Luckily for Howard, it hasn’t completely changed his all-around game. He’s still a force defensively, controlling the boards and blocking shots at a prodigious rate. Offensively it’s certainly affected Dwight’s ability to be a fourth quarter world-breaker in the mold of LeBron or Tim Duncan. Coaches simply can’t rely on a player who won’t make his free throws down the stretch. Mike D’Antoni has learned this the hard way, as he’s been relying on four players well into their thirties—Kobe Bryant, Steve Nash, Pau Gasol and even Metta World Peace—to close out games offensively, while his 27 year-old All-NBA center stands out there for defensive purposes and tip-ins.
But that’s just the fourth quarter. Dwight regularly calls for the ball in post isolation situations, boxes out in the paint waiting for alley-oops and put backs and maybe one day, far into the future, will operate a pick and roll with the best damn pick and roll point guard of this generation. Again, luckily for Howard, it hasn’t changed his game for all 48 minutes. Luckily for Howard, he’s still able to do many of the things that got him paid in the first place.
Luckily for Dwight Howard, he’s not Andris Biedrins.
Long and lanky, Andris Biedrins was taken 11th overall in the 2004 draft by the Golden State Warriors. He had dominated in the prestigious Latvian Basketball League, which I’m sure played to record crowds of dozens. Even after a pro career in his teens where he averaged 18.6 points, 8.2 rebounds and 1.82 blocks, the 7 footer was a raw in every sense of the word, a project with potential but a long ways to go. And then there was that funny hitch in his shooting motion.… Read more...

Time to Believe in the Golden State Warriors? Season Preview

There’s a lot riding on those ankles.

Starting Five: PG Stephen Curry, SG Klay Thompson, SF Harrison Barnes, PF David Lee, C Andrew Bogut

Key Bench Players: PG Jarret Jack, C Andris Biedrins, SF Richard Jefferson, PF Carl Landry, SG Brandon Rush, SF Draymond Green, C Festus Ezeli

Key Additions: C Andrew Bogut, SF Harrison Barnes, SF Draymond Green, PG Jarret Jack

Key Departures: SF Dorrell Wright, G Monta Ellis, PG Nate Robinson, SF Dominic McGuire, C Kwame Brown (SIKE!)

Like so many Golden State Warriors teams of years past, the 2012-2013 squad has accumulated a lot of interesting parts with more questions on how they fit together. There’s no question that the franchise is taking meaningful steps to right the ship. The new ownership is an improvement and they seem to have a real plan in place, but it’s unclear how much that will pay off this season.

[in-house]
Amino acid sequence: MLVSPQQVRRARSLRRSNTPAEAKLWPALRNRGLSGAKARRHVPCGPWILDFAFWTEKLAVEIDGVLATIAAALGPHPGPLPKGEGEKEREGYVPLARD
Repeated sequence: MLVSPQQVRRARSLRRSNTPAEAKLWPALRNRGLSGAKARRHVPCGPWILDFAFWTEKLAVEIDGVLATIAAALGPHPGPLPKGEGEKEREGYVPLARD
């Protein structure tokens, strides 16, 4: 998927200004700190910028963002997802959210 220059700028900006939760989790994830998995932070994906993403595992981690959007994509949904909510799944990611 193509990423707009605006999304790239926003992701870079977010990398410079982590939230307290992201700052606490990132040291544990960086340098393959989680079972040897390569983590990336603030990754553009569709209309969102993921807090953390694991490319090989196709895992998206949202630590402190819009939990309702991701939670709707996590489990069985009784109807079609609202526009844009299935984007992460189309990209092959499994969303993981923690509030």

Coach Mark Jackson looks like he will be able to get his team to play hard, even if he’s still learning how to teach the X’s and O’s. Shipping out Monta Ellis (although it was technically last year) for Andrew Bogut could be a franchise-altering move that allowed them to get real value in return for one of the league’s most puzzling players. No one in Golden State is kidding themselves that they have a championship team this year, but they certainly have a promising core and young talent that they can build on if this team starts taking steps in the right direction. As usual, the recipe for success is having healthy stars and reliable contributions from role players. 
Unfortunately for the Warriors, their biggest injury risks are Stephen Curry and Andrew Bogut, who are both game changers when healthy and the future of the franchise. If Bogut works out, the Ellis trade will be a beautiful gamble. Bogut can hold his own offensively, but more importantly he is among the best defensive centers in the league and should provide a perfect complement for David Lee in the frontcourt. Similarly, a healthy Curry has few peers in the L when it comes to playmaking or offensive ability. The Warriors also smartly brought in new back-ups for each in the offseason, trading for the very solid Jarrett Jack and drafting Festus Ezeli at the center position.